In this episode of GeoTalk, we check in with Tom Williams, a 40-year veteran of disturbed land reclamation work, much of which has been in connection with mining.
Mining activities are integral to the success of an enormous number of industries that are inextricably part of our lives. Communications. Construction. Healthcare. Energy. Transportation. Essentially, everything in modern life is connected to mining at some level. But mining is not easy, and the scale of mines continues to grow. If not properly designed and monitored, mining activities can leave troubling legacies for communities.
Tom is the VP Environmental Affairs of Fiore Gold US Inc., and he’s also one of the featured speakers at the International Erosion Control Association 2018 Conference and Exhibition.
IECA 2018 will be held February 11 – 14 in Long Beach, California. Learn more about the technical program at the event webstie.
The GeoTalk Podcast is released on Tuesdays. Recent episodes:
- PODCAST: The Rise of ClosureTurf® in Final Cover Systems
- The Coming Wave of Biogeotechnical Engineering
- The Push towards Reinvention in Geomembranes
- Enhanced Wicking Geotextile Emerges from an Engineering Challenge
DISTURBED LAND RECLAMATION
“A lot of my projects have involved developing a soil from nothing,” Williams says. “From pure sand. Sterile material. Even hazardous material.”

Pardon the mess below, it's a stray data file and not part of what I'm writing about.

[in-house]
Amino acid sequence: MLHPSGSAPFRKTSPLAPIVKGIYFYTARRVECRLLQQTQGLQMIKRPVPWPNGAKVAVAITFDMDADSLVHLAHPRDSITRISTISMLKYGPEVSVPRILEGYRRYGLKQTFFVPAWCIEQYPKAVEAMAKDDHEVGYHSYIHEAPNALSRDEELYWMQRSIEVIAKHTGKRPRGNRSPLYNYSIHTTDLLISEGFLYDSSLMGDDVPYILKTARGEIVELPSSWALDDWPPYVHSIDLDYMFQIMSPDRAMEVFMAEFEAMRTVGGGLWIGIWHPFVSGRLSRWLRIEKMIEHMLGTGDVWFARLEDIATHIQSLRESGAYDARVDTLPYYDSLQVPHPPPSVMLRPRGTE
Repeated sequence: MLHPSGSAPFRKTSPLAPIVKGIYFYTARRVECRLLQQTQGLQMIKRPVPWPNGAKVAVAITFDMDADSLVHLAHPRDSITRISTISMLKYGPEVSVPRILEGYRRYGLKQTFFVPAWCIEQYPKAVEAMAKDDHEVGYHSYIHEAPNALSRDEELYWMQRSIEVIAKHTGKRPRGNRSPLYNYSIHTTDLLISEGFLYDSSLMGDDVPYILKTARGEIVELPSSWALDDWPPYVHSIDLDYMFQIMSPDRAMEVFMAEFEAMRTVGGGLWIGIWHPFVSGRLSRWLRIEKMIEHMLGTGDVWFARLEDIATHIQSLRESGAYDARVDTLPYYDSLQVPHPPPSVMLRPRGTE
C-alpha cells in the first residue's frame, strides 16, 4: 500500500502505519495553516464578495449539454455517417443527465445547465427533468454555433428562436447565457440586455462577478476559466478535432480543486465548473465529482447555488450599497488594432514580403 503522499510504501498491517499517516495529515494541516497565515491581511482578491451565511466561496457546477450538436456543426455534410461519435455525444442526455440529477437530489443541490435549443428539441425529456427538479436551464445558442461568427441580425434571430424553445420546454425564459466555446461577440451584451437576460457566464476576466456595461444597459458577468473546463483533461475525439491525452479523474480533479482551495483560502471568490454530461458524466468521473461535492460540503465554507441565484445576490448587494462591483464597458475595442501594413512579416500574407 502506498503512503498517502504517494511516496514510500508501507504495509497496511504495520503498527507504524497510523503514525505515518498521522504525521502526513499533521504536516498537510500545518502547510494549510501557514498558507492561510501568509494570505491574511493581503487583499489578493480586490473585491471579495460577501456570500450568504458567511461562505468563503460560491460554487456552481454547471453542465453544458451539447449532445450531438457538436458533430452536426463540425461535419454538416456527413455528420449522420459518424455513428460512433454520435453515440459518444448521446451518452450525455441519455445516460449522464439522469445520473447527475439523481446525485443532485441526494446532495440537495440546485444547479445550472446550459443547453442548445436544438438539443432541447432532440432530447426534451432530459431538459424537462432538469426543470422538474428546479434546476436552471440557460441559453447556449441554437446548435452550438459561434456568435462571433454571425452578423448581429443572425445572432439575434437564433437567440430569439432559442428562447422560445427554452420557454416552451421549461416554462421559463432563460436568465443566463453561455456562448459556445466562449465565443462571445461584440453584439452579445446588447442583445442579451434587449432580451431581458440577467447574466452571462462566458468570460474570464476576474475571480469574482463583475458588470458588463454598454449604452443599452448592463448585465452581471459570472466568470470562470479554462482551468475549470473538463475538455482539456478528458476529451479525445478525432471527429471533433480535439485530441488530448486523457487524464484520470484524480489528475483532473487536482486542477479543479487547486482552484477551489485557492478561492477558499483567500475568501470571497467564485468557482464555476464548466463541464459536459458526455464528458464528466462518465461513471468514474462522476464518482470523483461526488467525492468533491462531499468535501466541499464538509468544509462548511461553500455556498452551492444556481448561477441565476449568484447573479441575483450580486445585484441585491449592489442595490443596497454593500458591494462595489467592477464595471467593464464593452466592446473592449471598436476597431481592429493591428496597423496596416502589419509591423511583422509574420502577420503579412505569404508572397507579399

Some of the tools he uses include:
- Soil analyses, Geochemistry, Particle size analysis
- Soil correction techniques
- Geomorphic topographical design
- Biological and/or natural channel armoring
- All the basic revegetation techniques
- All the basic erosion control techniques and materials (e.g., turf reinforcement mats, RECPs)
- Climate prediction modeling
He doesn’t see the challenges on mine sites today being all that different from 20 or 30 years ago, but the scale of projects has grown and expectations in the reclamation activities have gone from “Hey, nobody’s done this before, so give it your best shot” to “that’s old hat now.” It has altered what the client expects or assumes about this work.
The challenges in general remain the same, though: how to stabilize large areas of disturbed land where there may not be ‘topsoil’ to put back; how to establish landforms that can be stabilized with the materials at hand; how to stabilize channels at the lowest cost; how best to protect the initial seeding from erosion until the vegetation reaches a point where it can hold the soil; etc.
What is the biggest challenge to achieving success in disturbed land reclamation?
“I think by far it’s understanding the period of time that’s necessary to stabilize the soil until it achieves a self-sustaining level of establishment,” Williams says. “If you know this, you can minimize the level of protection you must design into the project. Predicting this is largely an inexact science … and since periods of draught or excessive precipitation drastically affects it, the changing climate we are experiencing now adds to the difficulty.”
Cost-benefit analysis, he says, helps elucidate how important proper planning and patience pays off when it comes to disturbed land reclamation.
At IECA 2018, he’ll share insights into this from his 40 years in the field.
For more information on Fiore’s work, visit www.fioregold.com. And to hear Tom Williams share 40 years of disturbed land reclamation experience as well as learn about related topics in mining, erosion and sediment control, and affiliated sectors, visit www.IECA.org. Click through to the events section for the latest on IECA’s annual conference, such as the early bird registration deadline in mid-January and a breakdown of the full technical program.0